A classmate suggested that I write about the cost of owning a dog so that interested future dog owners can plan and perhaps budget for it.
I’d like to say that my family crunched numbers before we made the decision to get a dog, but we didn’t. We went into this with eyes-wide-shut!
I surveyed some of my dog-owner friends and asked about their monthly dog-related costs. The responses were hilarious and the costs, luckily, were not too scary. What I also discovered is that there isn’t a set, one-size fits all, monthly or yearly cost for a dog. There are many factors that come into play. The following is a generalization and quick run-down of numbers based on my friends’ personal doggy-spending habits:
Cost of Dog
This is a one-time (unless you decide on more than one dog) and obvious cost. The cost will depend greatly on the size and age of your dog, and whether it’s a pure breed, a mix, or a rescue dog. Pure breeds tend to be the most expensive and can range from $1000-$2000 for a puppy. Adopting a rescue dog costs considerably less: $210 for a male and $240 for a female dog through the City of Toronto’s Animal Services. A smaller mixed puppy can cost around $800-900.
Food & Treats
Again, the cost of food and treats depend on the size and age of your dog, and the quality of food you choose for your dog. A German Shepard, like my pal Maverick eats about $150 worth of food a month. My medium-sized dog pals Jake and Martha, eat about $70-$80 a month worth of food.
Again your vet costs will depend upon the health of your dog, and hopefully they don’t get sick. A “healthy” vet visit will cost about $100. When you first get a pup you’ll have to visit the vet a few times for immunizations, but generally you don’t see your vet more than once or twice a year.Embed from Getty Images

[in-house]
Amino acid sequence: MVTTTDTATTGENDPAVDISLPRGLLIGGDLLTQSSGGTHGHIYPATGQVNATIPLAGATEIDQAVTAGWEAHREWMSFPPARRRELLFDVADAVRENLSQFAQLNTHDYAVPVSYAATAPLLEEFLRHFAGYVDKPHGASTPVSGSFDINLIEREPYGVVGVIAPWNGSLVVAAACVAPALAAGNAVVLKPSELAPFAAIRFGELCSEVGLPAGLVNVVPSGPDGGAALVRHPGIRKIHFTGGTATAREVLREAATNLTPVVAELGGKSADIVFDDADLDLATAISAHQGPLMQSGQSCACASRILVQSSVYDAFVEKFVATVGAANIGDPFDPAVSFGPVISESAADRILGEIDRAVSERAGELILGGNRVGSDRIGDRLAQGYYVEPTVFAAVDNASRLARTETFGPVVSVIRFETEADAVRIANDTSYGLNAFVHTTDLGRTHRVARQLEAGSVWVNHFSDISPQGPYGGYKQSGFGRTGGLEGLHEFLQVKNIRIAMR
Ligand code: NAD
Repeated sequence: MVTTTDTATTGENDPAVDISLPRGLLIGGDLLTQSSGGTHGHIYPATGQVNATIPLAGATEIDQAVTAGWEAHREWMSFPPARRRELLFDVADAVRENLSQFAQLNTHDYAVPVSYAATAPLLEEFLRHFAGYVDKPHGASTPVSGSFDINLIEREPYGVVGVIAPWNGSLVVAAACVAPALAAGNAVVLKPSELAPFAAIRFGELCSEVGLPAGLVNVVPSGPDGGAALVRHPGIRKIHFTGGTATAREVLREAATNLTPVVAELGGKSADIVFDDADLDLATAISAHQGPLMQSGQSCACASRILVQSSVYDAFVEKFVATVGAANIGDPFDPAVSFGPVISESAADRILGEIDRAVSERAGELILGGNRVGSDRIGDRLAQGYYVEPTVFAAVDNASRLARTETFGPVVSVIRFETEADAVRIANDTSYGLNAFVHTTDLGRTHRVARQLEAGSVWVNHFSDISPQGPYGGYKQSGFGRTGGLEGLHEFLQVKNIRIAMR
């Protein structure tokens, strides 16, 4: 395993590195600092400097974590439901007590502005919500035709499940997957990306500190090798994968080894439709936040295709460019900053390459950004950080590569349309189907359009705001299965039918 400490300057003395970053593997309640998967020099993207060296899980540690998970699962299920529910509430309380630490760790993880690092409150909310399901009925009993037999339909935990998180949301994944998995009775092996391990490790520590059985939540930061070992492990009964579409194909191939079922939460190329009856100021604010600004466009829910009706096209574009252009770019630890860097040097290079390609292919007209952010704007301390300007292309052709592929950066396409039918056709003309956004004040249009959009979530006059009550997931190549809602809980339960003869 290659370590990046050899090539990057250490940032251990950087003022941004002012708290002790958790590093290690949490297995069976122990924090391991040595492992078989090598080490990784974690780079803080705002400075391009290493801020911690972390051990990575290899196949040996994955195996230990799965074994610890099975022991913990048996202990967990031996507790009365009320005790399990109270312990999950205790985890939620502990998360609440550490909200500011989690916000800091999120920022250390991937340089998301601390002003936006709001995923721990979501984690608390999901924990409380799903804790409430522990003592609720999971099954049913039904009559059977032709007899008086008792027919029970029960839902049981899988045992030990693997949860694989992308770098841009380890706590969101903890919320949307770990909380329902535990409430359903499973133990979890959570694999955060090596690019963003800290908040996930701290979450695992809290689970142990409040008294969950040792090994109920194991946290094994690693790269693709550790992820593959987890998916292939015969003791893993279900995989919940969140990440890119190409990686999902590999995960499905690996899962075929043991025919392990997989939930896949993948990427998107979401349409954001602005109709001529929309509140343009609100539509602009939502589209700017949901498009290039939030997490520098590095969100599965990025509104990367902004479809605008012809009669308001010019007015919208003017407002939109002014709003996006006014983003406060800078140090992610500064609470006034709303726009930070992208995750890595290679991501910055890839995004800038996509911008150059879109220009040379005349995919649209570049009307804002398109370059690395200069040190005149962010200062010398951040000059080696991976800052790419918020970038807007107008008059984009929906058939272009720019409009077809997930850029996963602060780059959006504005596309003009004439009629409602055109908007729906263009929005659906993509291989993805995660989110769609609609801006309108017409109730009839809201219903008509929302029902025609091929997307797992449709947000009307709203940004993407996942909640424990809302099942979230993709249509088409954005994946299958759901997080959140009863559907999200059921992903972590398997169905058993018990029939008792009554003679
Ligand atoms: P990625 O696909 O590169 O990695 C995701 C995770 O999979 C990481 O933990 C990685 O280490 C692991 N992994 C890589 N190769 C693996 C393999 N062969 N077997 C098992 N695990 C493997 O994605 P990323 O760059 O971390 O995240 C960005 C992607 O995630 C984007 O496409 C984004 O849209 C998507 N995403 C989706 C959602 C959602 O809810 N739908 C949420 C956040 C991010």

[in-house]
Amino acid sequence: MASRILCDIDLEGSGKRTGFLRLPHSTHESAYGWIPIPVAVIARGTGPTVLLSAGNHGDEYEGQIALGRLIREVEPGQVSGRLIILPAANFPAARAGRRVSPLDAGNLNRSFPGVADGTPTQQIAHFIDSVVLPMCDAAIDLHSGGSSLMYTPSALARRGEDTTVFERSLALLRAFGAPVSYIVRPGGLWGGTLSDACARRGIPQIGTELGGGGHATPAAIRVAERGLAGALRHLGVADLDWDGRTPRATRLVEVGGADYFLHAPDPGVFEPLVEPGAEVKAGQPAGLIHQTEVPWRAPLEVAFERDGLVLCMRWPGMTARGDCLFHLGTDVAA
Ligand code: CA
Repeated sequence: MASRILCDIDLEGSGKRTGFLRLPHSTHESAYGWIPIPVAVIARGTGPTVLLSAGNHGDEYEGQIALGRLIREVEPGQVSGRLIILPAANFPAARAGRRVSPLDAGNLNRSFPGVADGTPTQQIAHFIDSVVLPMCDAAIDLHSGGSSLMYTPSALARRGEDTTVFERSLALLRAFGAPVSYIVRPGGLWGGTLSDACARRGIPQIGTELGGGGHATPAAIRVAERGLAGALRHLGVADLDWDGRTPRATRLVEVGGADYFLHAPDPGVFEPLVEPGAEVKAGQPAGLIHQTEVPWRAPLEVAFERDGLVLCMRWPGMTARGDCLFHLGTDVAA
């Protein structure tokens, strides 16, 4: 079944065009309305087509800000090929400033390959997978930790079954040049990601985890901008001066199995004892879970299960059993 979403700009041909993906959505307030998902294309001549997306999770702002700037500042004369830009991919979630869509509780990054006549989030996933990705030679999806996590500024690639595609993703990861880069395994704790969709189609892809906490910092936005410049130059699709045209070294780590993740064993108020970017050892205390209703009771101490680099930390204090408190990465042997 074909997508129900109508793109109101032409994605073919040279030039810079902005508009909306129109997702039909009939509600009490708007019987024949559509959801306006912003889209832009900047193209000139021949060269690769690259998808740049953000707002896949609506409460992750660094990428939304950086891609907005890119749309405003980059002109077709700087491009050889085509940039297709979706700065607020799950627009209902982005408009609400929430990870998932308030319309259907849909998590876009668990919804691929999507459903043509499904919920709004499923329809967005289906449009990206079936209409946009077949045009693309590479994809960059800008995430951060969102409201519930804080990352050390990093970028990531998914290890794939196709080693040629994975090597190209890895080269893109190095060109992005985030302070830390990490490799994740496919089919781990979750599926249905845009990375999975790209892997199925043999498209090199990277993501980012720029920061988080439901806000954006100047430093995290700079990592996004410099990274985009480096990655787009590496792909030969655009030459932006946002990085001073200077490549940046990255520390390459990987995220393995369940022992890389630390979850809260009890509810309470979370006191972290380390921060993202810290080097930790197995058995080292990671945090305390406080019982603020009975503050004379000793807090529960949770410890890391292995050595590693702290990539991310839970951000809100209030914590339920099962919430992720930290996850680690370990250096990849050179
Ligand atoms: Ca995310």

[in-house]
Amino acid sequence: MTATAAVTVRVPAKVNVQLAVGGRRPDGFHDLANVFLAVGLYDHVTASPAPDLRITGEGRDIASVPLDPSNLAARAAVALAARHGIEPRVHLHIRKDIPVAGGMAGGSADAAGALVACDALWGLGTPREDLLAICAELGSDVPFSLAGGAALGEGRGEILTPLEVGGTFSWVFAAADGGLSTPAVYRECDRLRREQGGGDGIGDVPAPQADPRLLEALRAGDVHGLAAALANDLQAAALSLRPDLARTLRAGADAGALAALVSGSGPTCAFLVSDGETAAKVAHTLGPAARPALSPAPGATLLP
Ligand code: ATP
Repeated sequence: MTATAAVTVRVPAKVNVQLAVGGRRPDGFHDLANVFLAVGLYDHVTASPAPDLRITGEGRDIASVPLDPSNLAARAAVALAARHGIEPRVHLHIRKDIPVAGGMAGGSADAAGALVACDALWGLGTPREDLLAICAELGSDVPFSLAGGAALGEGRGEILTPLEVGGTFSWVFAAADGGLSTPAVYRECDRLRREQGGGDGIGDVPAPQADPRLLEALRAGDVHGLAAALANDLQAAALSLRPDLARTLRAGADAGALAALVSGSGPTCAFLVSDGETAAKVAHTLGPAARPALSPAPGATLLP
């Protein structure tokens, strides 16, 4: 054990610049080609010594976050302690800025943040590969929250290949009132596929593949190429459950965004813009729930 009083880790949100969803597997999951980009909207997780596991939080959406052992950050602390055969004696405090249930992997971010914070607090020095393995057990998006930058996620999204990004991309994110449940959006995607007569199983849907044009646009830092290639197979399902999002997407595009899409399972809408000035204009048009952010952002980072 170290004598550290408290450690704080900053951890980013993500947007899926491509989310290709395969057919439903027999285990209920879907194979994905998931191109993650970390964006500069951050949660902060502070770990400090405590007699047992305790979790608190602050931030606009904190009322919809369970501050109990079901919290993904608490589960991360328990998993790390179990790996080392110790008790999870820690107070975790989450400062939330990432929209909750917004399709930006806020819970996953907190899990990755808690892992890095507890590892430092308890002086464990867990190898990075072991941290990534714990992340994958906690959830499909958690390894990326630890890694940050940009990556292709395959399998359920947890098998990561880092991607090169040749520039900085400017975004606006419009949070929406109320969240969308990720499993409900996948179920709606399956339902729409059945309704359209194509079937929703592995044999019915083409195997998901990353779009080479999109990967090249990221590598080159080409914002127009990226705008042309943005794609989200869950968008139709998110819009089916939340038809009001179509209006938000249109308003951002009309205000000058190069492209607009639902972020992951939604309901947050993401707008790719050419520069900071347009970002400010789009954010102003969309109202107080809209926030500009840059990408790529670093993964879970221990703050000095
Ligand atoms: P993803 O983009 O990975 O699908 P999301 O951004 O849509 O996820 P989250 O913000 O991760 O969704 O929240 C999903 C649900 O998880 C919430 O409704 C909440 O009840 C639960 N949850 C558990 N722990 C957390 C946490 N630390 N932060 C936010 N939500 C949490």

Grooming and Spa Visits
If your dog needs grooming, it can cost about $70-100 a month to send your special furry friend to the doggy spa. Some people buy nail clippers and brushes and try to do it themselves. But some dogs need a professional’s touch and maybe even pampering! Some dogs have hair rather than fur, so they do require haircuts.
Other monthly costs can include…
Doggy sitting – $30-50/day for family vacations that don’t include fido.
Toys & Chew Sticks/Bones – about $25-30 month. It can be hard to resist a cute new toy when shopping for their dog food!
As you can see the costs can add up. But is it worth it? My friends gave a resounding and unequivocal YES. This is how my (hilarious!) friend described Maverick, her adopted German Shepard, “he’s a like a Ferrari – good-looking on the outside, but requires a lot of maintenance.” He is an expensive dog, but he’s lucky that “he is the “George Clooney” of German Shepherds!” Bow-wow to that!Embed from Getty Images
Another friend also said that her little Jake “gets only the best! We skimp on the children.” I have actually heard that more than once about dogs vs kids! Hum, I wonder what will happen when Carter overtakes, I mean, becomes part of our family?
The list of these expenses don’t take into account the ‘start-up’ costs associated with owing a dog. My family got a little carried away when we made those purchases. More on that in my next post.